There are three major activities that you can do to make a major difference in your
Cull the animals that are producing the majority of the parasite eggs.
Breed and select animals that don't have as much problems with parasites.
Reducing the parasite eggs in a pasture by 80%
If all of your animals produced the same amount of parasite eggs in their pellets
and you had 100 animals, you would have to get rid of 80 animals in order to reduce
the potential parasite eggs in your pastures. That would be dramatic. However, researchers
indicated that only 20% of your animals are producing 80% of the parasite eggs in
your pasture. If you can identify those animals that are more likely to be producing
the majority of the eggs, you can make a major difference in improving the health
of your herd.
One of the first things we have started to identify the animals causing the most
problems is to have a monthly evaluation of our entire herd. Once a month, each animal
has their condition checked and recorded. (see monthly management). Also, any sickness
is recorded on the animal's individual chart. Animals that have had bottle jaw and
had a difficult time getting over it are identified. Animals that constantly have
pale eyelids indicating being anemic are identified. These are some of the animals
that make up the 20% causing 80% of the parasite eggs in your pasture and the sooner
they are culled, the sooner the parasite eggs in your pasture will be reduced.
Animal Resistance, Resilience or Immunity to Parasites
During our monthly management check, we also find certain animals that always have
better color in their eyelids, better body/coat condition and don't need to be de-wormed
as often. Many times we will see that a doe with good eyelid color may also have
kids with the same.
Some goats seem to have the genetics to be much more resistant to parasites than
other goats and are better able to survive parasite levels without showing any of
the symptoms other goats have. Other goats may be dying with the same level of parasites
that does not seem to bother the animal with more resistance to the parasites.
We believe it is critical for breeders to identify these goats with the genetic resistance
when selecting their breeding herd. A herd with these types of genetics will make
a major difference in a breeder’s life and their business profitability.
An animal’s age and stage of growth play a big part in how likely they will be affected
by parasites. The older an animal becomes, the more they have been exposed to parasites
and the more they may have become resistant to them.
Resistance (immune) – an animal’s ability to resist the effect of parasites
Resilience – an animal’s ability to withstand the effect of parasites
Genetics affect an animal's ability to resist infection, as well as withstand infection.
Resistance is defined as the animal's ability to resist parasite infection. It is
measured by fecal egg counts (FEC) and is 20 to 30 percent heritable. Resilience
is defined as the animal's ability to withstand infection. It is measured by blood
hematocrit or packed cell volume (PCV). It is less heritable than resistance. This
can be generally measured by checking the color of the eyelids.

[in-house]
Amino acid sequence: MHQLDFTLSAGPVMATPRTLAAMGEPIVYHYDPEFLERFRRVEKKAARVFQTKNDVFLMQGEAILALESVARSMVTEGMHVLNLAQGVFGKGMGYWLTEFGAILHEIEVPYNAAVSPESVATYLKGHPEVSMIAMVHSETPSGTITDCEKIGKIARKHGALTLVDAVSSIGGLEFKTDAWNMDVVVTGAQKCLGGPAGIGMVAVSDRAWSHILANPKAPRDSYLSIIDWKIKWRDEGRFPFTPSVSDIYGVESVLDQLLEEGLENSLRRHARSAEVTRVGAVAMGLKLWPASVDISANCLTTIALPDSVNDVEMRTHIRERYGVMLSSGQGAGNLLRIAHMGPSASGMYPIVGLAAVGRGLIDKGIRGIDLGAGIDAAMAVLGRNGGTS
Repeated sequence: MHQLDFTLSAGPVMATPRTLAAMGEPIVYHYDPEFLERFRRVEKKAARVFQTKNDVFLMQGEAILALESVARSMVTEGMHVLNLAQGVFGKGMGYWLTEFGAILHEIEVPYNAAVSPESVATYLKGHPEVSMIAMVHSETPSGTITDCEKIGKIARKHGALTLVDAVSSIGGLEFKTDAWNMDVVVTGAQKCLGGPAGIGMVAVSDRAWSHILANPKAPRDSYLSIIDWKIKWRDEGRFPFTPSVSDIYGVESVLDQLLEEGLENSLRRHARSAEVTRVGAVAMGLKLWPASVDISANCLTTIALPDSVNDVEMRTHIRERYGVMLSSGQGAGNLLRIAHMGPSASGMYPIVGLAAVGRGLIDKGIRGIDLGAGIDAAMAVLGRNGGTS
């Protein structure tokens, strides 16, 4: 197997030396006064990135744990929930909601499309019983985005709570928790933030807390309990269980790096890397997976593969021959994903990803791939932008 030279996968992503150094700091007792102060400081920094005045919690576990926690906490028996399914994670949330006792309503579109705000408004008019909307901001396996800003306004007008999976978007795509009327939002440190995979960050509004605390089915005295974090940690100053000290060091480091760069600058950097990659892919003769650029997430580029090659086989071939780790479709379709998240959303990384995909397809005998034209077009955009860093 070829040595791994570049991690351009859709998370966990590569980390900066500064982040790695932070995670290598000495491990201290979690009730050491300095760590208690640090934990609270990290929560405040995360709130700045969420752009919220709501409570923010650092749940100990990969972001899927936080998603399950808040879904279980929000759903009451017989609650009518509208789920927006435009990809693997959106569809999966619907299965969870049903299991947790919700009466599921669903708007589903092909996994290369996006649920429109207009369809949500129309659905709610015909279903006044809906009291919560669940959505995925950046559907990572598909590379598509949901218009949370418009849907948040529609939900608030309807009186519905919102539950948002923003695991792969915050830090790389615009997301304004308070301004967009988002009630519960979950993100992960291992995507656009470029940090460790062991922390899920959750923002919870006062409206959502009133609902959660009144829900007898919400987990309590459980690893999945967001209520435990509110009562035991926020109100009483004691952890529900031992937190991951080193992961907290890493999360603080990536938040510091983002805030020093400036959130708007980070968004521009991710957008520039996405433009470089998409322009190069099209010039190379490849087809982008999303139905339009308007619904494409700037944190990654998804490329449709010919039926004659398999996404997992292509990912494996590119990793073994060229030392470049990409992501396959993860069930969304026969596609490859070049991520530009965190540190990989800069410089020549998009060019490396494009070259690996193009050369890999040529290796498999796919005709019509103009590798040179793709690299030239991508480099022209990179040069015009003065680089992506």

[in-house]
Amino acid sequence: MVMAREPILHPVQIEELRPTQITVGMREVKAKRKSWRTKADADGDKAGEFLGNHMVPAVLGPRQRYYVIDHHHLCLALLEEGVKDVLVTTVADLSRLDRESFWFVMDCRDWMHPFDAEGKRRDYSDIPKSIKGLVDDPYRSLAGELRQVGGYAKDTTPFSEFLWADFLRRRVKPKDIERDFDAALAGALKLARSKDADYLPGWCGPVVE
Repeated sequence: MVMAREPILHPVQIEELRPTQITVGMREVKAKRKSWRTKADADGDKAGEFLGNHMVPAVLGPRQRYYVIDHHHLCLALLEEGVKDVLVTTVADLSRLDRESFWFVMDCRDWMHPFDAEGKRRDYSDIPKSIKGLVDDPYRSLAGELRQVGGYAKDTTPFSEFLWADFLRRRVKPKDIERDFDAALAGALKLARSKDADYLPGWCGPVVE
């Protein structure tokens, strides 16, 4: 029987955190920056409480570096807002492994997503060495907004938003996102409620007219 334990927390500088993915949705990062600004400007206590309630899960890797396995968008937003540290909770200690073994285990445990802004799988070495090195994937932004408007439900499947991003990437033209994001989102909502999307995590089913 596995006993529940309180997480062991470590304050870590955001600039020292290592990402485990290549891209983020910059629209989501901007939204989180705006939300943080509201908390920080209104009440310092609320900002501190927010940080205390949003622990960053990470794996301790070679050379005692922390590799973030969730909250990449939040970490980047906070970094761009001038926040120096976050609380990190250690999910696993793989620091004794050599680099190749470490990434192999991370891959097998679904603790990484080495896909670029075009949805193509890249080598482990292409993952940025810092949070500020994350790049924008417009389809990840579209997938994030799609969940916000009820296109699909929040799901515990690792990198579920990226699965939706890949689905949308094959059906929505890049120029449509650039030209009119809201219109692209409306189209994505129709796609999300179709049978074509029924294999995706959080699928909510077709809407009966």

When the parasite attaches to the lining of the stomach, the goats’ major defense
mechanism against that is the immune system. When infectious agents enter the body,
the immune system reacts through a series of activities that mobilize various components
(antibodies, killer cells, etc) that then attack and kill the invaders. These components
act on the parasites in the lining of the stomach. How strong the immune response
is depends on several factors.
The immune system has to mature with age; therefore, young animals are relatively
susceptible to infection and become more resistant with age.
Nutrition and/or stress can alter a goats immune competence. Under poor nutrition
and/or stressful conditions, the immune system loses some effectiveness and can not
respond adequately. Therefore, no matter what the age of the animal, the effect of
the parasites will become worse.
Adult animals have developed stronger immunity and harbor lower infection levels.
The immunity or resistance to parasites is often penalized at times of nutrient scarcity,
and the belief is that this is because scarce nutrient allocation is prioritized
to growth and/or reproductive . Indeed, an increased supply of protein, from various
protein sources reduces the level of round worms in both growing and doe kidding
Nutrition in fighting Parasites
The effects of parasites can be influenced by the nutritional status of the goat.
It is well known that well-fed animals can better withstand parasite infections than
animals on an inadequate diet. It is also true that parasites interfere with the
ability of the host to utilize nutrients efficiently. Therefore, it is important
to understand this see-saw effect.
The better an animal is fed the better it is able to tolerate increasing infection
levels, but eventually a point is reached, depending on the worms and the conditions
involved, where parasites overwhelms the goats ability to function properly. The
more parasite infection, the more damage is done to the lining of the stomach which
will result in reduced absorption of nutrients, thus making the host utilize more
stored body reserves.
Proteins are the building blocks of the goat’s immune system so as less protein
is available, the more the goat’s immune function is compromised Protein and minerals,
as well as energy, are important in resisting the effects of the round worm because
new red blood cells must be generated to replace those lost to the parasites..
Nutrition in early pregnancy increase fat stores and has been shown to increase the
immune response to parasites. Does receiving increased protein levels during late
gestation are better able to mount an immune response to parasites.